A common misconception is that a website that just advertises your goods or services can be a trademark. It can’t. The domain has to be a unique source indicator all on its own, meaning it has to tell people what your goods or services are on its own. TMEP §1215.02(a) attempts to clarify this by providing “The mark as depicted on the specimen must be presented in a manner that will be perceived by potential purchasers to indicate source and not as merely an informational indication of the domain name address used to access a website.” See In re Roberts, 87 USPQ2d 1474 (TTAB 2008) (IRESTMYCASE does not function as mark for legal services, where it is used only as part of an address by means of which one may reach applicant’s website, or along with applicant’s other contact information on letterhead). Basically, if your domain name is just an Internet address where your customers can find you, it can’t be registered. It just tells people where to find you. It is merely incidental to your primary business purpose.
So going back to our CRUMPY example, using a specimen consisting of “find us on the web at www.crumpy.com” for your domain trademark registration wouldn’t fly. Contrast with a specimen showing for example, a business card prominently featuring www.crumpy.com as the name under which you are selling your clothes, which would probably work.
Finally, as I alluded to above, you can’t register a descriptive or generic domain as a trademark. Remember that matter merely describing the goods or services on is not registerable. This is especially true when that descriptive term is a domain name. This is because we don’t want to prevent other businesses from using words to describe their business to their potential customers online. A descriptive mark describes an ingredient, quality, characteristic, function, feature, purpose, or use. It doesn’t have to describe all of the characteristics of a product; it just has to describe a particular attribute.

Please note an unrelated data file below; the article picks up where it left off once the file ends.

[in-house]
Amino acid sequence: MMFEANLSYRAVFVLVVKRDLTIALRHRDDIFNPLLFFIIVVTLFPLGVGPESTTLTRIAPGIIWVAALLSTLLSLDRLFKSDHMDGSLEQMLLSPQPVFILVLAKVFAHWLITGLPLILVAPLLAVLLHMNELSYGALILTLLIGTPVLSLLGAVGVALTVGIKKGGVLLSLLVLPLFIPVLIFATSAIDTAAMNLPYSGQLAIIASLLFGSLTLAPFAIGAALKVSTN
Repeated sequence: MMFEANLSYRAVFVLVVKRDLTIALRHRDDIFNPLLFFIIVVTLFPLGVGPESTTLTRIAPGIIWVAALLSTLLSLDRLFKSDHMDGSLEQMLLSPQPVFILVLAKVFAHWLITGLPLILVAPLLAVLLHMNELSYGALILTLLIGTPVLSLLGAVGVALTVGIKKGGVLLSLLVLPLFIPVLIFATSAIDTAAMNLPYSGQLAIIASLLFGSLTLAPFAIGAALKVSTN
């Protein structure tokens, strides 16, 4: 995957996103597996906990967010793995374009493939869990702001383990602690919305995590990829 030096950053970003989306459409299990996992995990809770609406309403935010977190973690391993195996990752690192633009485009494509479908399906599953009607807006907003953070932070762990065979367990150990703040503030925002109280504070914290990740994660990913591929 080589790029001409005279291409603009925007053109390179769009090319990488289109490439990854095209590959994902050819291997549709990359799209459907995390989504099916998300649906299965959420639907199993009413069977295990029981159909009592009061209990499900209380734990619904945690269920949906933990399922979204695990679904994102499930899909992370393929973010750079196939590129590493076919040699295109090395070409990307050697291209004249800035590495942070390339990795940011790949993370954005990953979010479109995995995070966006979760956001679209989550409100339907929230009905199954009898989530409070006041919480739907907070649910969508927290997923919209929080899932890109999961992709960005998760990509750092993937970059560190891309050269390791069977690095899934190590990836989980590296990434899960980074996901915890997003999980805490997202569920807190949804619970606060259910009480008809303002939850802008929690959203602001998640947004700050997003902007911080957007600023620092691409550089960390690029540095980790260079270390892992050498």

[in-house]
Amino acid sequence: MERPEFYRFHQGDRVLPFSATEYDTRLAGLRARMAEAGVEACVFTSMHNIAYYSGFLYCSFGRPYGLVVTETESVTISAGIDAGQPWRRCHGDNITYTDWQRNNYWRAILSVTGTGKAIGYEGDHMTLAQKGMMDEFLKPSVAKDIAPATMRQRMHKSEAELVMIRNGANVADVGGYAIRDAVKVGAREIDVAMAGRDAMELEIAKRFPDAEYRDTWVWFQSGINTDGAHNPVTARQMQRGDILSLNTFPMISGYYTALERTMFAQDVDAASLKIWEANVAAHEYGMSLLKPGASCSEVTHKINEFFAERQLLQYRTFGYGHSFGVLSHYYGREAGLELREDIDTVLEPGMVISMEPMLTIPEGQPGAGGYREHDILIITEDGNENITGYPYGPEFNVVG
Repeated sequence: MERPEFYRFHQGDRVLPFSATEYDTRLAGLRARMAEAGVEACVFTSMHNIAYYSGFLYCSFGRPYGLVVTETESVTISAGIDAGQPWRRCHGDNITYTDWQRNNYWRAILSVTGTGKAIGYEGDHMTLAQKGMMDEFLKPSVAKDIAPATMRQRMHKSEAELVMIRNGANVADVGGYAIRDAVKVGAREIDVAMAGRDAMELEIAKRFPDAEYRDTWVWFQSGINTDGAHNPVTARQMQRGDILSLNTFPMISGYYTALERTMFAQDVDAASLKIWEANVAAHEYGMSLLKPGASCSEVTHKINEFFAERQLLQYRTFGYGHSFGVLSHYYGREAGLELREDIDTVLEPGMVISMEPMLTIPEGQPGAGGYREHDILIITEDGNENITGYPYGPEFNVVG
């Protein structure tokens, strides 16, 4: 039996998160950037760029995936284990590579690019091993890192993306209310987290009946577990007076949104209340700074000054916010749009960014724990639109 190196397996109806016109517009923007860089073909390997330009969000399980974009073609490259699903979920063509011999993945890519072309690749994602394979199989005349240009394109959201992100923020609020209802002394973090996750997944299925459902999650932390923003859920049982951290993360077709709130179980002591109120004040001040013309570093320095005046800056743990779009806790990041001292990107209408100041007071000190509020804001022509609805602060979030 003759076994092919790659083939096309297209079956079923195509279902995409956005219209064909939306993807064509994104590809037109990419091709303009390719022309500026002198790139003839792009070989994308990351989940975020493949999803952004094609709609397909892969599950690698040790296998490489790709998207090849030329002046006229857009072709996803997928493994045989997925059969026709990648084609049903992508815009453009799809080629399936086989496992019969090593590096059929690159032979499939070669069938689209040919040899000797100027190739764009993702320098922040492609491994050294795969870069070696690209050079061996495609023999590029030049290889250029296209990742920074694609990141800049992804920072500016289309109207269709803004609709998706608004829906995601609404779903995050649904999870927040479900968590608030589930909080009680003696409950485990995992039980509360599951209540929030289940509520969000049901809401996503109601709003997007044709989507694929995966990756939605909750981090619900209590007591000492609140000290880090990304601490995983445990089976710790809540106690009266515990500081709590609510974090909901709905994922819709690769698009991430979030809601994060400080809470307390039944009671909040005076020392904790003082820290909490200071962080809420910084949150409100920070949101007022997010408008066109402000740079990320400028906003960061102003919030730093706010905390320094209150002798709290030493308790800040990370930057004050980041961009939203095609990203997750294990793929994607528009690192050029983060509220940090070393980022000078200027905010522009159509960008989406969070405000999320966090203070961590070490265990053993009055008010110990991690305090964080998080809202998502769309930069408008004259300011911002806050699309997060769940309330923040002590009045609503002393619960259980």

Generic marks are words like CLOTHING, CARS, RESTAURANT, or TOYS. They are just boring old words that tell what the good IS, not where it came from. You can’t register them. Don’t even try. Descriptive marks are words like BLUE, FAST, DIGITAL, or FRESH. They describe what the product does or what it is made of. You can only register these if they have acquired secondary meaning. This means that even though the word describes the product, the consuming public attributes that descriptor to your product and your product only. This is pretty hard to do, but HONEYBAKED and COPPERTONE were able to pull it off.
Remember this: the PTO does not care that you are the registered owner of a domain name. You don’t get a free toaster at the bank and you don’t get a free trademark with your domain registration. If you want to gain trademark protection for it, you have to nicely ask the PTO to give it to you. And you show them you deserve it. A domain name as a trademark is still subject to all the rules and standards as any other kind of trademark and you still have to go through your regular channels to get trademark protection e.g. searching, checking for infringement issues, filing, showing use in commerce, etc. And even though I didn’t address them, don’t forget there are some major Internet law issues you need to contend with before you skip down the domain name trail; especially if you plan to buy it from someone else. But that’s another topic for another day when my brain hurts a little less.